Wednesday, November 7, 2012

Vote, Cleanliness, a Tiyul, a Friend

First, we (and by "we" I mean my husband) had our first Israeli voting experience.  This is how the elections work in Israel:

1.  You join something.
2.  They send you emails and texts
3.  They tell you to go vote somewhere
4.  You go
5.  There is a selection of slips of paper and you choose one and put it in a box.
6.  You walk out and wonder what just happened and is this 1877?

That's about the size of it.  No idea how this all works.  Of course we learned about the elections in Ulpan - you vote for a party, not a person, but you want to see who they might pick, etc. etc., so maybe that's how you decide what party to vote for.  Or not.  Apparently yesterday's vote was only for people voting for this party.  Maybe.  Or not.

On to our latest property tax bill.  Received yesterday, paid yesterday; we are good citizens.  The bill was accompanied by a flyer about the Modiin Fall Music Festival.  "Fall" being an interesting term for a season that so far has seen 90 degree temps and no rain.  But that's another matter.  On the flip side of the flyer was an ad.  It was a plea to dog owners to clean up after their dogs.  OK, nothing so wrong with that.  But the photo that accompanied the ad was of a dog cleaning up its own....mess.  With a shovel and pail, and a plastic bag.  Standing on its hind legs. 

I'm proud to say that we wrenched ourselves away from our computers this week and went to two tiyulim!  We feel dumb that we've been here for 10 months and have done nothing Israeli.

Well the first was not really a tiyul, it was more of us getting out of the house and going somewhere that is not the Modiin mall, the local grocery store, or the home supply store.  We went to another mall! In Jerusalem!  And we drove there!  And we came back!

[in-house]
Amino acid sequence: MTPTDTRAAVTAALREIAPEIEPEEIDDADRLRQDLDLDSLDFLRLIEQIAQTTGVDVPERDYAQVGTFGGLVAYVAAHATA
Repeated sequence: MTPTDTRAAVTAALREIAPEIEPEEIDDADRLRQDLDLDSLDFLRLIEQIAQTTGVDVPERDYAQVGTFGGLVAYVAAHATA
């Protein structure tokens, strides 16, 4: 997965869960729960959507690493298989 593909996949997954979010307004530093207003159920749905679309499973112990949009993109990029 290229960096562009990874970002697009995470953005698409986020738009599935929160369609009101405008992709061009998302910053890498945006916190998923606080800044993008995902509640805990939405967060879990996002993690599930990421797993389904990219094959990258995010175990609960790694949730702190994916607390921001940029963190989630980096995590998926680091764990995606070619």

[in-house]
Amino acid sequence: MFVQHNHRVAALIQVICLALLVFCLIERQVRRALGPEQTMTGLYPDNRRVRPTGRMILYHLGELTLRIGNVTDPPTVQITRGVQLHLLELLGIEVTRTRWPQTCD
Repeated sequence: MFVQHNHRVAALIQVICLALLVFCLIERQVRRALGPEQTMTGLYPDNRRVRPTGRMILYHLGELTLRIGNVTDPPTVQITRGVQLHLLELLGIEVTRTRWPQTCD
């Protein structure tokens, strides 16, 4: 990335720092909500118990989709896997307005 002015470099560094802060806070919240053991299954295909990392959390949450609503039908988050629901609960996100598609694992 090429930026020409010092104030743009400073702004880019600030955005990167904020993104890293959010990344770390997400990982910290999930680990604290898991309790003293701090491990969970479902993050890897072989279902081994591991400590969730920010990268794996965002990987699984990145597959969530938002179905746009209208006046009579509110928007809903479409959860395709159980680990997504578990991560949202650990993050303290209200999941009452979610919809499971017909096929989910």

But the next day we went on a real tiyul, since we now consider ourselves expert "getting out of the house" people.

So where did we go?  Up the road!  There is a memorial to the Jews who died in the Zaglembie region of Poland during the Holocaust.  It is all outdoors, a series of garden areas, with the names of all of the families, etc.  Very touching and well done, as are all of the memorials here (and as you can imagine there are lots and lots of them).

Last but not least, I heard from my friend Edson who works for Johns Hopkins in Jordan - he is coming here and we can visit!  He figured it lot easier for him to come to Israel than for me to go to Amman.


1 comment:

  1. I felt like I was voting for HS class president yesterday. And did you have 3 candidates to choose from? Because we only had 2 in Jerusalem.

    I still can't believe our country is a leader in high-tech and this is how we vote.